The Daily Mail article on Dieneke, curcumin, myeloma…

I should have posted this link (see below) days ago, but ever since we lost our eldest cat, Puzzola, practically all my free time has been devoted to taking care of, and doing research for, Piccolo (the big black and white cat in my header photo), who, at age 14, has unfortunately been diagnosed with spondyloarthrosis, a very painful, degenerative condition of the spine…

But this will be fodder for another post, since I have a question for those of you who have pets…

Today my focus is instead on Dieneke, my longtime blog reader whose oncologists recently published her case study (see my May 30 2017 post). As a result of that, she was interviewed by a reporter from the Daily Mail (UK), and the article was published on July 24.

I was and am extremely pleased about this for two reasons:

  1. curcumin has really worked for Dieneke…and it always makes me so happy to think about all the blog readers who have benefited from taking this extract (or other things, too, for that matter…think of blog reader TAB, for example…).
  2. her recent “stardom” has enabled her to to reach out and help others…And that is wonderful!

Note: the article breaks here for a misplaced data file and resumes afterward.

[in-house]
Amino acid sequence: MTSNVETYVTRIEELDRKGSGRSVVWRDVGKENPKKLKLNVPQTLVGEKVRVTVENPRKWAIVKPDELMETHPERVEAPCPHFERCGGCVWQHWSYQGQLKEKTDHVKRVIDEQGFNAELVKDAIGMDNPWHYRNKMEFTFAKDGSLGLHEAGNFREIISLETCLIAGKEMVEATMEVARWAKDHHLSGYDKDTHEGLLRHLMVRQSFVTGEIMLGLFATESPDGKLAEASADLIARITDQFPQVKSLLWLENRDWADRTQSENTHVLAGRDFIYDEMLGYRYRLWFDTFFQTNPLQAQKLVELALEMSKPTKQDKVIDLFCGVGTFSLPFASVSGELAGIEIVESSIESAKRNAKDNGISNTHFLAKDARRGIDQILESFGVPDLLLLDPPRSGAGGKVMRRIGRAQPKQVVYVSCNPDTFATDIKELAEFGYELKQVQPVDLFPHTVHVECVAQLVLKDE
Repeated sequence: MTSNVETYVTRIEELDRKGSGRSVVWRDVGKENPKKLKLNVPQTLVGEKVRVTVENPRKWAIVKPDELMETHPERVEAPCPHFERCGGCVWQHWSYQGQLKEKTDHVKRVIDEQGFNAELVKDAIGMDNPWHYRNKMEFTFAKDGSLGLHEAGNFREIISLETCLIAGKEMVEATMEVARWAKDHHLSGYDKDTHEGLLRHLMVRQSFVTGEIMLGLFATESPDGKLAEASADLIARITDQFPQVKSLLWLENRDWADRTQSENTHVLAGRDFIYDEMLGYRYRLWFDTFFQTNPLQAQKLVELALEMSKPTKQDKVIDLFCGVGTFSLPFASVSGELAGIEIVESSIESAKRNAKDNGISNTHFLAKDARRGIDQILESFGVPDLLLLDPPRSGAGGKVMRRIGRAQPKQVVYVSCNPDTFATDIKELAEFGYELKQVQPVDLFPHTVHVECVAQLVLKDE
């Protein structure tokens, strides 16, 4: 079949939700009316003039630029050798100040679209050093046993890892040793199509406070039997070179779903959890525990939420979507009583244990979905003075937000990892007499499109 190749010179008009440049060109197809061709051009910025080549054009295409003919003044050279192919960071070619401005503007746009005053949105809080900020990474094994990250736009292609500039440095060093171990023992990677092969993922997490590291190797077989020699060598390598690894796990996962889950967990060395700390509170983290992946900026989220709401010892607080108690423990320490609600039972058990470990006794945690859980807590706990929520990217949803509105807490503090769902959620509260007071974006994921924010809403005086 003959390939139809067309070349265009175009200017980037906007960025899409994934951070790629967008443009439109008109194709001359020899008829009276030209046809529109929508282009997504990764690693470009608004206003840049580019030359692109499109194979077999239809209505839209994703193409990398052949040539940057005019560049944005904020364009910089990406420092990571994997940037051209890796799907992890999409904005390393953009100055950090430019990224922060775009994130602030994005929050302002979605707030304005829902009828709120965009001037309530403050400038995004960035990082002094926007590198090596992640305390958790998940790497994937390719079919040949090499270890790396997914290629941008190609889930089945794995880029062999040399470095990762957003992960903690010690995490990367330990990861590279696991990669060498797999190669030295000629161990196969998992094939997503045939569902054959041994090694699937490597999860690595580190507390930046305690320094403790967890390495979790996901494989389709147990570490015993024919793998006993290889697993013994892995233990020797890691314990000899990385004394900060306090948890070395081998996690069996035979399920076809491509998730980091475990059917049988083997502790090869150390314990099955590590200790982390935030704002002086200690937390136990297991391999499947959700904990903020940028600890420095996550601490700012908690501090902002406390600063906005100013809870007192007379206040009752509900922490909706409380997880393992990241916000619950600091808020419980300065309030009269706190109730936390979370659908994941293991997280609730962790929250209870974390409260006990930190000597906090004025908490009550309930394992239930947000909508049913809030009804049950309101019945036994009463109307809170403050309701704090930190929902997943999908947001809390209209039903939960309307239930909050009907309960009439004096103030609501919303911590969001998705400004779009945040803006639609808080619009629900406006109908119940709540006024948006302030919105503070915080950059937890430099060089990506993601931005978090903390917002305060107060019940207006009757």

Here is the link to the Daily Mail article (with photos), which, by the way, has been picked up by a slew of other news sources online and has thus gone VIRAL, how about that, eh…: Fantastic.

I hope you all enjoy reading it as much as I did.

And again, THANK YOU, Dieneke: you are an inspiration to so many, including yours truly! 🙂

My blog…mentioned in a BBC radio programme!

Even though my blog reader D. had told me some time ago that my blog might be mentioned in the BBC radio station that had interviewed her for the programme they were doing on turmeric, I was happy about that, of course, but I hadn’t really gotten too carried away…until today, when I found and actually listened to the programme, which is available online, right here:

BBC food programmeDieneke’s case study is mentioned toward the end of the programme, so please be patient. It’s a very interesting programme, anyway. With a nice turmeric-based recipe or two, which never hurts!

I have to admit that I got a bit teary as I listened to Dieneke (no point in trying to protect her privacy anymore, since her name is mentioned during the programme!) and her oncologist discuss her case…Teary in a good way, of course!

And at this point I would like to thank blog reader Jan who posted a lovely comment on my April 20th post…the comment that inspired me to have a look for the programme in the first place (but I didn’t think I’d find it):

“On Sunday 28th May 2017 ( repeated on Monday 29th) I listened to a programme on BBC radio 4 FM called ‘The Food Programme ‘. It was talking about health benefits of turmeric and in particular curcumin. The contributor to Margaret’s blog called ‘D’ was interviewed about her use of curcumin and how her MM has stabilised now for five years. Her oncologist was also interviewed and the study was mentioned. It all sounded very positive about curcumin. ‘D’ also said that she had discovered curcumin on Margaret’s blog. The programme presenter called Sheila Dillon also has MM and as I recall had a SCT a few years ago.